This morning I was part of another discussion on social media among friends and family members gauging the likeability of Hillary Clinton and the relative importance of likeability when voting. I couldn’t discount that voters would likely consider it when making their choice. But I argued that I did not believe there was a correlation between likeability and effectiveness. But the whole conversation continued on surely longer than it should’ve about whether or not we’d go to a Hillary barbeque and honestly all of it was just ridiculous. But it stayed with me, the whole thing. And I couldn’t stop thinking about her. But the “her” wasn’t Hillary. It was my Ruby.

She’s wrapping up Kindergarten now and she’s honestly amazing. I say all the time that I truly have never encountered anyone on God’s green earth like Ruby. If you meet her, I know you will agree. The first time she met her teacher back in August, she did some sort of twerking type of dance. She dry heaves from cottage cheese. She sings Flo Rida in the shower. When her soccer team was trying to think of a name for themselves, she was the only one to suggest the John Cenas (they went with the purple power). Her hair is a color that seems to be made up of twenty different colors. It is not one that I have ever seen in nature. It is thick and curly and spectacular. Much like Ruby herself, it seems to be in its own orbit. She plays often with the boys at recess. She likes to see who can run the fastest. Sometimes when she beats one and she smiles, they accuse her of bragging.
It’s really tricky you know. She is inheriting so much trickiness at such a young age. Because she is a girl, she should be humble, not proud.


I make her where those special shorts under her dresses so that when she flips upside down at recess as I am certain she will do that others will not see her underpants. I know she doesn’t care. They are pretty underpants – white with blue hearts and pink piping. But even at six I am teaching her to be careful and cautious. To hide herself away not because she cares, but because she has to worry about what other people will think or see or do. She has to prioritize other people’s needs over her desire to flip and jump and spin with abandon. All of it sucks.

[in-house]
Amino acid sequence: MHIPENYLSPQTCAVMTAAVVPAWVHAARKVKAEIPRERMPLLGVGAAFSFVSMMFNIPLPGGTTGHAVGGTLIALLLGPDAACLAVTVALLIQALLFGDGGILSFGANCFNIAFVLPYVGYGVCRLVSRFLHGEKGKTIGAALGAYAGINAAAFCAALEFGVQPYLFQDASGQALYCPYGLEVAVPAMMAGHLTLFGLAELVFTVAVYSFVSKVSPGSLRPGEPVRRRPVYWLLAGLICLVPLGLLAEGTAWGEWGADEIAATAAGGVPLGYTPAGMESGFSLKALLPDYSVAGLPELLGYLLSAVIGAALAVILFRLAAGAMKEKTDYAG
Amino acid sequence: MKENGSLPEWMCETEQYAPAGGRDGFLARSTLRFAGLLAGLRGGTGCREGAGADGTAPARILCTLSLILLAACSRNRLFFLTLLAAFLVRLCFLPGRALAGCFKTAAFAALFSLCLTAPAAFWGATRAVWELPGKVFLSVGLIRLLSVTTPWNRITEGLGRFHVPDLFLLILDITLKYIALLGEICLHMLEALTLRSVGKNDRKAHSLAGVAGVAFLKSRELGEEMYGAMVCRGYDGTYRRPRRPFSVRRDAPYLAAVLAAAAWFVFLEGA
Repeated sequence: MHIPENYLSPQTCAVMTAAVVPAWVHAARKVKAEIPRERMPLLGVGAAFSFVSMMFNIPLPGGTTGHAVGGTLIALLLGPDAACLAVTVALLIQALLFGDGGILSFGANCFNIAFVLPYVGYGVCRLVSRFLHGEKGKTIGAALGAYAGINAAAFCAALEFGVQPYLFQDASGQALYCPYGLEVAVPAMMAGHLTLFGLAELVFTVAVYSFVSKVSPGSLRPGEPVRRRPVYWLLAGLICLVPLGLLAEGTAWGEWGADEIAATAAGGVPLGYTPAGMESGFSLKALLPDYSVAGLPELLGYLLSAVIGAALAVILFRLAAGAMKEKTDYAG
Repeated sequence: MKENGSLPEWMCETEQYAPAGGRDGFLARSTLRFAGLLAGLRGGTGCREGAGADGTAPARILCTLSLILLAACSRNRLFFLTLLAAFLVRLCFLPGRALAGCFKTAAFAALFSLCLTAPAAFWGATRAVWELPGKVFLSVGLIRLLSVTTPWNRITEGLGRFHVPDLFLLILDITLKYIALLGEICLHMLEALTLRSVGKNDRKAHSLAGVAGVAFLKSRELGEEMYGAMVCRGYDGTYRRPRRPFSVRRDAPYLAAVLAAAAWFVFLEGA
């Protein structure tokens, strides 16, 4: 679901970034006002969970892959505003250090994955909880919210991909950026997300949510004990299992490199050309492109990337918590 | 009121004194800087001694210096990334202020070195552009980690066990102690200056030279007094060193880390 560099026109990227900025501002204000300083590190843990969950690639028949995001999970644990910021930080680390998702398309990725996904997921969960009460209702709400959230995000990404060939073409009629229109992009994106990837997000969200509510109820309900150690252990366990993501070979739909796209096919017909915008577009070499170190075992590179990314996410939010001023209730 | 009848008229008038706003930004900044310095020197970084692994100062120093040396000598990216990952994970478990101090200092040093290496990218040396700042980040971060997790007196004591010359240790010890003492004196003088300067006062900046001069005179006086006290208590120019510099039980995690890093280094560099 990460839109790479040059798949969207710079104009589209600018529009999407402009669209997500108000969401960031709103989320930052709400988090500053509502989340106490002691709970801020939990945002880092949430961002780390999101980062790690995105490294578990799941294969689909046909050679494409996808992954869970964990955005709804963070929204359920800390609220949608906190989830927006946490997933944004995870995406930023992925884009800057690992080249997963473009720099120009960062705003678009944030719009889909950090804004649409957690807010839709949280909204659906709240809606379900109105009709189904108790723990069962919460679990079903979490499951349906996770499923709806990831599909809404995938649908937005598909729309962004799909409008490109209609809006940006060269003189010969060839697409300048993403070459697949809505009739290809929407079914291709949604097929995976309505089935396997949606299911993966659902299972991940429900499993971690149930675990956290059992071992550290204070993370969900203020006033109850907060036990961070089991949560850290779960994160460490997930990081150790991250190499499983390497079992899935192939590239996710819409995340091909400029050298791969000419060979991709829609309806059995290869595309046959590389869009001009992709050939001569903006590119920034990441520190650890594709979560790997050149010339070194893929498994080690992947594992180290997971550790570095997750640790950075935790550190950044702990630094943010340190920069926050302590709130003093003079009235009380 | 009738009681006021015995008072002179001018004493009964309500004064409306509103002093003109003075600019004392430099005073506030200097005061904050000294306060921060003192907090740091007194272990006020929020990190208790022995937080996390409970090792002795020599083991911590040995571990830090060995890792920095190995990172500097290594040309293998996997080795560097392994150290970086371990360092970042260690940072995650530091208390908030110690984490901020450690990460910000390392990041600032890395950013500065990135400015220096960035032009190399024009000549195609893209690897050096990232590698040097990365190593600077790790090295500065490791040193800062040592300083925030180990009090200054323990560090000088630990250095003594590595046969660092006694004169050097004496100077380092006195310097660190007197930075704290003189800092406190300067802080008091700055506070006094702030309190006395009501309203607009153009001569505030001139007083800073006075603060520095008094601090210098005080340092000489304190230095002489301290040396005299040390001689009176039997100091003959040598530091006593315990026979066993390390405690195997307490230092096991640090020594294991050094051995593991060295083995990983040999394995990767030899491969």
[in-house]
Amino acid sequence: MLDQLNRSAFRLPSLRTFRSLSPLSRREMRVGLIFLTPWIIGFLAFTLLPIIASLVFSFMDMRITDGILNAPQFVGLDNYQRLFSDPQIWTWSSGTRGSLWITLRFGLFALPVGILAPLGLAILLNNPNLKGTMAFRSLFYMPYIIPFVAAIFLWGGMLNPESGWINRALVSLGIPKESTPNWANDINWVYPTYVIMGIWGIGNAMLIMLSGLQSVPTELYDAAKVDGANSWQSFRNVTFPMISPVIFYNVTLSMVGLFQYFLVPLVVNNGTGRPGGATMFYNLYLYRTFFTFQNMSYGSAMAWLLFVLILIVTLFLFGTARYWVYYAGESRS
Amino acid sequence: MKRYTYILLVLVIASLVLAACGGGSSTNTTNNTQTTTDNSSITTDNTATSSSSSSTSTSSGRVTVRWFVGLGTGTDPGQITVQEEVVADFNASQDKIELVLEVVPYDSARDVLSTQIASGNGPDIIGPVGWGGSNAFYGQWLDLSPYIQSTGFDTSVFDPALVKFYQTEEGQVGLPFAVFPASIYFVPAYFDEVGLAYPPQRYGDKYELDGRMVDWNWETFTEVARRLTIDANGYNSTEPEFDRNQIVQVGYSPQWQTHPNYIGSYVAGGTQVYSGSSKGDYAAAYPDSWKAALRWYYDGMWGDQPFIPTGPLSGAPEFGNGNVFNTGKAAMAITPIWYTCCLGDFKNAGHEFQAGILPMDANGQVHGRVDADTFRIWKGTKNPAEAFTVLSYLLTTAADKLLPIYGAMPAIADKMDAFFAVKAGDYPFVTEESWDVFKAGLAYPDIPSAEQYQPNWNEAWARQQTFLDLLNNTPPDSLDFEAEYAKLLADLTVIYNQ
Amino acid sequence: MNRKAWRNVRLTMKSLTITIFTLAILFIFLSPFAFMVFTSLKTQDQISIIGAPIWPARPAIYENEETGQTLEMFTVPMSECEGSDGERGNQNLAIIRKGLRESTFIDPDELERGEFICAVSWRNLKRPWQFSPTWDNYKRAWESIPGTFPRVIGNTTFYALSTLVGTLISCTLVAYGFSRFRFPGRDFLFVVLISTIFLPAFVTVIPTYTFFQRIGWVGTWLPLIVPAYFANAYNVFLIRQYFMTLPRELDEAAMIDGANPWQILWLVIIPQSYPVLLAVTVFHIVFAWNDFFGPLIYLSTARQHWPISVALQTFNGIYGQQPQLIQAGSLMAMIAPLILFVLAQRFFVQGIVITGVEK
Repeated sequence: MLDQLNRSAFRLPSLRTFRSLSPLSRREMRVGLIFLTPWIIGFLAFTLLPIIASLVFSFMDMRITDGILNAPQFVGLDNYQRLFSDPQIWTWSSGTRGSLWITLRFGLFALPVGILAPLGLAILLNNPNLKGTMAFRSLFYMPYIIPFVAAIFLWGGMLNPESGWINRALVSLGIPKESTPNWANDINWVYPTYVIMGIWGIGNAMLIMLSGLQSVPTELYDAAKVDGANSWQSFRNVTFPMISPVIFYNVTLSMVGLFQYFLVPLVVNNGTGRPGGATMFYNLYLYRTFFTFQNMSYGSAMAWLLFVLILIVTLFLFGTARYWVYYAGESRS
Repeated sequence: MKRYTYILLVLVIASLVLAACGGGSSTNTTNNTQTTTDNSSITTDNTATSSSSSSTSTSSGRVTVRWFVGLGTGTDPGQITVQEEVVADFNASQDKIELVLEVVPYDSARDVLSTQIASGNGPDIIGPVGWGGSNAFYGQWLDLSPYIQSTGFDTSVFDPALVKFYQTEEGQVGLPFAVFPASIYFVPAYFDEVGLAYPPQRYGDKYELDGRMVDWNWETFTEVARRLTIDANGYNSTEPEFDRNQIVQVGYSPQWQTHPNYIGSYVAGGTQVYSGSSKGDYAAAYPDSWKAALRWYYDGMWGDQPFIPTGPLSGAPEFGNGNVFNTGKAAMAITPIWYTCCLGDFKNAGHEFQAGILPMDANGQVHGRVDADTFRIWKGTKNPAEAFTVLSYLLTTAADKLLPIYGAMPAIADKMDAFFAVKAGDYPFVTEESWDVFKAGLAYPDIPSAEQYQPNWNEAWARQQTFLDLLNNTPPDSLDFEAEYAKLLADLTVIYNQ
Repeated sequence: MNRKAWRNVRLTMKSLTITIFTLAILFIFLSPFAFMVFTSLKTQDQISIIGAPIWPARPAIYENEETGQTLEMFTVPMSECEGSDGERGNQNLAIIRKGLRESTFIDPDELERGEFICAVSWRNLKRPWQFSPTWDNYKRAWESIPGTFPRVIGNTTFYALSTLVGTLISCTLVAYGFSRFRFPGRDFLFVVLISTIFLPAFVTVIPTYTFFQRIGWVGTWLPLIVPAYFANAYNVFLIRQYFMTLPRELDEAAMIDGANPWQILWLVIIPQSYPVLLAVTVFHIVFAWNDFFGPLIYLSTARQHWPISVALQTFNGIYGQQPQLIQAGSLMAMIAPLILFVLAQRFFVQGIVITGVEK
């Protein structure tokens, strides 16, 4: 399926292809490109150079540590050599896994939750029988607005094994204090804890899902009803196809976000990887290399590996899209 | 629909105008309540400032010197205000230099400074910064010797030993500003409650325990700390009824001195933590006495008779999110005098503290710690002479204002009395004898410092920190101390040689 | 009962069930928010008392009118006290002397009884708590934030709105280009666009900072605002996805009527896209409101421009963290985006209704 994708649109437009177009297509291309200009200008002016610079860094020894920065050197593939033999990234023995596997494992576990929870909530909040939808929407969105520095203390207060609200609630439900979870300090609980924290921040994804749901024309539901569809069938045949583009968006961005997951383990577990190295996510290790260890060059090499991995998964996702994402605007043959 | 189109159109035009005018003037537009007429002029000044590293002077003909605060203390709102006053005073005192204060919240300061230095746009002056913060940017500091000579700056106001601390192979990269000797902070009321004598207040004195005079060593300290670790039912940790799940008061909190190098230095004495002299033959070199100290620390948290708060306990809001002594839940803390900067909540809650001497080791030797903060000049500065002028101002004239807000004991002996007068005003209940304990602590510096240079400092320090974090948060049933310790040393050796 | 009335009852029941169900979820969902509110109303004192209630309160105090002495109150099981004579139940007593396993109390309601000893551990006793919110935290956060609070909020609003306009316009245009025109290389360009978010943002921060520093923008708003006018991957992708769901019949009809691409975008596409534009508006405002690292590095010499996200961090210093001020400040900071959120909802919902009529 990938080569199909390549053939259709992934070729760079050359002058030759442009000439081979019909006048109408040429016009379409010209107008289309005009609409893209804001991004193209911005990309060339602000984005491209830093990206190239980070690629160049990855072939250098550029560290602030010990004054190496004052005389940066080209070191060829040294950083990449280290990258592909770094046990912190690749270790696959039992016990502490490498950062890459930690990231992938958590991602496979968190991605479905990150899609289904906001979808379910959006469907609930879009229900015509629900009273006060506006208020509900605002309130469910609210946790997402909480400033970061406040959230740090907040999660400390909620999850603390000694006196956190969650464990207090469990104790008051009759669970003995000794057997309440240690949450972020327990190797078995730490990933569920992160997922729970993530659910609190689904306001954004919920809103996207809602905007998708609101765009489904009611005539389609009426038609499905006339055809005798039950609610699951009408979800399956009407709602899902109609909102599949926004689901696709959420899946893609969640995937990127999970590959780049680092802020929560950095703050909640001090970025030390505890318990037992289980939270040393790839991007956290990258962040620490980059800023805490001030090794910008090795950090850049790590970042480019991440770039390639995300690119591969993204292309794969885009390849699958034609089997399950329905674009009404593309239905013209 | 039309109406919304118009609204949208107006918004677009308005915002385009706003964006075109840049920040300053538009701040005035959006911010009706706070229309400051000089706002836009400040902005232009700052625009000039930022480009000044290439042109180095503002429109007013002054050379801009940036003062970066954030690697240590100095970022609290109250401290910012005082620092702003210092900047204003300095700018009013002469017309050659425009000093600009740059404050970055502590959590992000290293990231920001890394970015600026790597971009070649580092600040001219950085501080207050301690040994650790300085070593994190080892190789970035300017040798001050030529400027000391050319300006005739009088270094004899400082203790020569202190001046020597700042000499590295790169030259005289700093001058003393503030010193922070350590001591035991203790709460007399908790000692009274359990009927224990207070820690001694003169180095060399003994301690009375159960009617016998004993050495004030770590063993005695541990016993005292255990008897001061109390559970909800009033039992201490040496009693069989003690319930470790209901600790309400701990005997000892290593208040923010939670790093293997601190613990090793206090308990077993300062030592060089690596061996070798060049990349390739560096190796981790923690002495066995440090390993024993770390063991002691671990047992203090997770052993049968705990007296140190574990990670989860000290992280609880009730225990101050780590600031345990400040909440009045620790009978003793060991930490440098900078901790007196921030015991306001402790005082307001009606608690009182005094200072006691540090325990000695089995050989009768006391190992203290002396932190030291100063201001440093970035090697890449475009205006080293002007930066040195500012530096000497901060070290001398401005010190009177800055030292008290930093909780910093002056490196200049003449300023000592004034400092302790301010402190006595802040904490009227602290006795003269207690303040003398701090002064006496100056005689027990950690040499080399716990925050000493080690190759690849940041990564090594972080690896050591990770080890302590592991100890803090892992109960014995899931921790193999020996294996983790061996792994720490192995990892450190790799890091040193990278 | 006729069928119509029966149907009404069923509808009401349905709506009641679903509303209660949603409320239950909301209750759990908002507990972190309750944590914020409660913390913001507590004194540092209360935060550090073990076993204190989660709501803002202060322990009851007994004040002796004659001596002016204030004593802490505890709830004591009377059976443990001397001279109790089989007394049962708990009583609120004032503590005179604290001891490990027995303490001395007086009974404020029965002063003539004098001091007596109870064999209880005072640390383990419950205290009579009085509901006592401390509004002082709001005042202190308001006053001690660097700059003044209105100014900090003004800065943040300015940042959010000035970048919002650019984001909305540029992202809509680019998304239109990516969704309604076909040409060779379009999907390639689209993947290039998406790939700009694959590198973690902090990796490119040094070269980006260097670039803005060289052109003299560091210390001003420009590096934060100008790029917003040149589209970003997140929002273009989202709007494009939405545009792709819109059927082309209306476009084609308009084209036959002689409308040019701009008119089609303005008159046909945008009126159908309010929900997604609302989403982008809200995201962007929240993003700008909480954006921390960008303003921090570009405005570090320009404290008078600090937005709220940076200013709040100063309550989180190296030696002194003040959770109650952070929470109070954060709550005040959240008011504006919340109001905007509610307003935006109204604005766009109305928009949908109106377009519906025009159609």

Sometimes I watch her carefully on the soccer field and am so amazed. She is a force, running up and down that field in relentless pursuit of the ball. But she is different from many of the girls. They all have those perfectly straight long blonde pony tails and long skinny brown legs. She is curves. My curves. Rounded, with my soft belly. Strong, active, talented, but never straight. Not once does she approach anything in life like a straight line.

Life for Ruby I suspect will be exactly like her hair which we battle with each night, trying to find the perfect amount of conditioner and spray that will finally allow us to get a comb through without an epic cry fest from both of us. In the morning, she brushes it relentlessly because she wants it to be smooth. I know she is wondering, is this how I can fit in? For this, no amount of brushing will do. For the really special ones like you my sweet Ruby, smooth must never be the goal.

Mean girl stuff starts as early as possible now, even in Kindergarten. She hasn’t experienced too much of it yet, but I know what’s coming for her. I know that she is not like the other girls. I know that she is not like anyone else on this planet really. In this way I wonder, will this make her unlikeable?

It is bizarre to me that I wonder this about Ruby. It is something I almost never consider when it comes to Dylan because he is a boy. Boys fight and settle their differences and move on. They care less about the dirt on their shirt or under their nails. They settle almost everything in the gaga pit. There is a physicality to almost all of their relationships that serves as the great equalizer. I am frustrated for her that she can’t settle her future battles this way. Instead of being praised for her aggression and serving the final blow in wall ball or gaga, she’ll come home crying because her hair wasn’t smooth enough. Her legs weren’t straight enough. It all wasn’t enough.
And then she’ll be this island. More physical and smart and beautiful then anyone or anything I’ve ever encountered yet equally sure that if she stands up and owns any of it, she’ll be boasting. She’ll be obnoxious. She’ll be unlikeable.

Ugh, she’s bragging.

What a bitch.

I can’t stand her.

Likeability is the ultimate smear for women. No matter how much they accomplish, no matter how many awards they win, offices they hold, how fast they run, no matter how pretty their hair looks, it is the ultimate way that we destroy the last shreds of their dignity.

Frankly, I just don’t like you.
 
What can you say to that? Nothing.

There is no retort to that. There is no way to out logic that.

It just sucks.

I’ve seen the old pictures of Hillary. I’ve seen those big glasses. She was never going to be Melania or even those pretty Gore girls with their long straight hair. She was going to be awkward. And freakishly smart. She was going to work her ass off. She was going to get it done. She was going to win every award. But maybe they still weren’t going to invite her to the barbeque. Ugh.

It might not be today. Maybe it won’t even be tomorrow. But soon she is going to be the first women ever nominated for president of the United States by a major party. I hope that whether you like her or not, you pause to reflect on the historical significance of that moment with your daughters.

I know I’m going to be showing it to mine. I’m going to tell her, you see that smile? That’s not bragging. She earned that.  
 
I will show her that maybe, just finally in 2016, we have managed to set bigger goals for our girls than smooth hair and being liked. I will show her that here, now, there is so much more possible for her to inherit.